In 1968, in the depths of the Cold War and a financial crisis, Britain announced it was withdrawing from the world.
No longer would the Union Jack be a presence in Far East, the Middle East or the Indian Ocean – it would concentrate on Europe, the Atlantic and the Central Front.
For a nation that had fought, and won, two World Wars, a nation which had then only very recently administered the largest empire the world has ever seen, such a voluntary surrender of influence was unprecedented.
The decision was perhaps a symptom of era, of a time Britain was lost as it searched inside itself trying to figure out what it would become.
Alternatively, it was a short sighted measure which governments quickly minimised, if not reversed. For example, in the case of ‘East of Suez’, the government of Heath (that succeeded Wilson), signed the Five Power Defence Arrangement with Australia, Malaysia, New Zealand and Singapore.
Of course forces also remained in Hong Kong until 1997, whilst Brunei, Diego Garcia, and a Royal Navy manned refuelling station in Singapore are still on-going. In fact since the decision the commitment has grown; due primarily to all the forces which were deployed during the First and Second Gulf Wars, the Afghan war, the West Africa/Indian Ocean counter piracy patrol, and ‘peacetime’ stabilisation forces that are now permanent presence – a presence which includes an RAF Expeditionary Headquarters, established in 2005, at Al Udeid in Qatar.
So what does this new base mean for Britain and its security?
Well, a big part of the East of Suez decision was that just as there would be no permanent bases, the remaining aircraft carriers (the RN at the time had four Centaur class carriers, two Audacious class carriers, and a heavy repair ship, HMS Triumph, a Colossus class carrier) would cease regularly operating East of Suez as well.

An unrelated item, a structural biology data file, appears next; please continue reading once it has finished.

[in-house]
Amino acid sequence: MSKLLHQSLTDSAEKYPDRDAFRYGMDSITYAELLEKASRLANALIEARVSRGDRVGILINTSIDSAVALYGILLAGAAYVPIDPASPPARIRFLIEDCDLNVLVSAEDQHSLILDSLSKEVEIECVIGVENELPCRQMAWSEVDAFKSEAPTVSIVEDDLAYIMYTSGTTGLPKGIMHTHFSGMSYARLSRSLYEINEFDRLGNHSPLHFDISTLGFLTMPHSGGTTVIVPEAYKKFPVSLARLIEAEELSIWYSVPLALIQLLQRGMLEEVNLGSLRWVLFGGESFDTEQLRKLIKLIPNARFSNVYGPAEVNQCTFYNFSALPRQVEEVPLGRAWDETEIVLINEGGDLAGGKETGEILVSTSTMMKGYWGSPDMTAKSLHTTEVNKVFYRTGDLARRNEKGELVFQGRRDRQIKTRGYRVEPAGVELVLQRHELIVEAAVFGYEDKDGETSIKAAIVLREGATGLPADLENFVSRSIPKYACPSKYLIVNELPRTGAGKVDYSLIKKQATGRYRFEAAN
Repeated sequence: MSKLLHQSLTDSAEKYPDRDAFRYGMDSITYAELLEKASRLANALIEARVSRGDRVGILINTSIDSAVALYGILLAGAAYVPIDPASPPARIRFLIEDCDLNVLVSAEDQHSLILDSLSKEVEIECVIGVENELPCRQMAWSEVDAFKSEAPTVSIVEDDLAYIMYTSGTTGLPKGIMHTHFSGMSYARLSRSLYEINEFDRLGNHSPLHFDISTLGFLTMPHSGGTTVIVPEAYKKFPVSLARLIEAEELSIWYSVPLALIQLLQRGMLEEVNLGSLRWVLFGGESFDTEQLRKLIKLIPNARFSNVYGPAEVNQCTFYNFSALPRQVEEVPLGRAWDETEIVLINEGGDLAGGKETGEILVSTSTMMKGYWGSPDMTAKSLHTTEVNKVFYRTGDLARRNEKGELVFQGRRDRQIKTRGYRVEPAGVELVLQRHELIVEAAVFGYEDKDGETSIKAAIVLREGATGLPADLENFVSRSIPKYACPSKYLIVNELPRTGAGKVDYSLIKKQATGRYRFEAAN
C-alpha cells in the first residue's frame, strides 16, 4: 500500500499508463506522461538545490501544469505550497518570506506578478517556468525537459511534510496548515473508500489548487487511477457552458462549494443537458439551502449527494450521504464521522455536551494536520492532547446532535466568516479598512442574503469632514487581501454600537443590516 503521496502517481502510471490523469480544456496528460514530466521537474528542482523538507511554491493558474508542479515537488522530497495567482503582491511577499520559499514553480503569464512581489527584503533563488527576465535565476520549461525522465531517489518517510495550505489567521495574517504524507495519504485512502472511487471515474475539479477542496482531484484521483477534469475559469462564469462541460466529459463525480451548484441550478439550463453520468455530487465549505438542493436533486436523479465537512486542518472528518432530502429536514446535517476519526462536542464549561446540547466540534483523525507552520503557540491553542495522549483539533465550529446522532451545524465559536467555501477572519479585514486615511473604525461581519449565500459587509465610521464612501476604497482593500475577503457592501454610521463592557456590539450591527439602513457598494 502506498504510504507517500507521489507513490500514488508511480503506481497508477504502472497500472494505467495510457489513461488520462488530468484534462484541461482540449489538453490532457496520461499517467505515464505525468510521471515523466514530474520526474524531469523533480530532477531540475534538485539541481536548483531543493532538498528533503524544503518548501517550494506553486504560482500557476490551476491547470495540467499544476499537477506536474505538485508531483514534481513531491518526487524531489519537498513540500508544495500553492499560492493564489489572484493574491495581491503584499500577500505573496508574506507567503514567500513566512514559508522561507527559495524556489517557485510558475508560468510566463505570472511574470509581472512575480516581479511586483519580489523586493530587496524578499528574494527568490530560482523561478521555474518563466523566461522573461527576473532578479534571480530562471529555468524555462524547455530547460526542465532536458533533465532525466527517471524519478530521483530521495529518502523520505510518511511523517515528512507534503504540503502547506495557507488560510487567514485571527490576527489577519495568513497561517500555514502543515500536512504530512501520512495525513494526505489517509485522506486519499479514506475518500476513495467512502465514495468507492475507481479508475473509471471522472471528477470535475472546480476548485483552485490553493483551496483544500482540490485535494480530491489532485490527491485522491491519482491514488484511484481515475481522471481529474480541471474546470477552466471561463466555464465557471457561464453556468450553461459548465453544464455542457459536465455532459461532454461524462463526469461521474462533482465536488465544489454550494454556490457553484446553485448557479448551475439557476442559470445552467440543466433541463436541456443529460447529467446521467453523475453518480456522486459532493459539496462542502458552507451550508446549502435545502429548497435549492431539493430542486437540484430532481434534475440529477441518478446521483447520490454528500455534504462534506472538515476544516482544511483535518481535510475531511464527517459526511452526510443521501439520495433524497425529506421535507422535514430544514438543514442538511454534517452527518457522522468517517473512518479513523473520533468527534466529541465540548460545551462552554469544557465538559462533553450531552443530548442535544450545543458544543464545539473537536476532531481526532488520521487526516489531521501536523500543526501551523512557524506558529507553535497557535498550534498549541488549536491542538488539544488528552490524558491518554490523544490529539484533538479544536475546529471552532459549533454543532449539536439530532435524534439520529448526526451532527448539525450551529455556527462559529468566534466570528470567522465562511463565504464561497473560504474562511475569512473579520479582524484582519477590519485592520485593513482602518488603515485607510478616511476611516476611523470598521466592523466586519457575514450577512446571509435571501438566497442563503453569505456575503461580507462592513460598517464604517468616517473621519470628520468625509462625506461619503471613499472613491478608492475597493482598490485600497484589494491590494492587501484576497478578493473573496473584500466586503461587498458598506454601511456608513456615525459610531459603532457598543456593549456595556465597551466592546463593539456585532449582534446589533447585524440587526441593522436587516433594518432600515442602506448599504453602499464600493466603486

This base however, builds on the ongoing presence of ‘UK Maritime Component Command’ and MCMV squadron in Bahrain, to provide Britain with a new regional naval hub. Specifically, it will be able to accommodate even the new Queen Elizabeth class of carrier – meaning that spares and supplies for them will also be kept there.
These spares and supplies are the important thing. Thanks to ‘Replenishment At Sea’, naval forces can, with the aid of enough suitable auxiliary ships, be supported far away from home bases without them having to enter a port. Those auxiliaries though, need to get the supplies from somewhere.
Bahrain is therefore not just useful for supporting operation in the Middle East.
From a global strategic perspective, a base in Bahrain halves the distance auxiliaries need to travel if they are being used to replenish task forces in South East Asia, and cuts to a third the distance for those in the Indian Ocean.
Regionally, the base can be considered a calculated statement of commitment – a proof of ongoing interest in the events of the region that the decisions of the 1960s had undermined.
Britain could even be described as consolidating its position as a global player through the acquisition of bases.
The question is though, will Britain have enough ships, to take full advantage of strategic opportunity this base will grant it? The answer to that lies in the future, and the fates of various expensive defence programmes in the face of ceaseless spending cuts.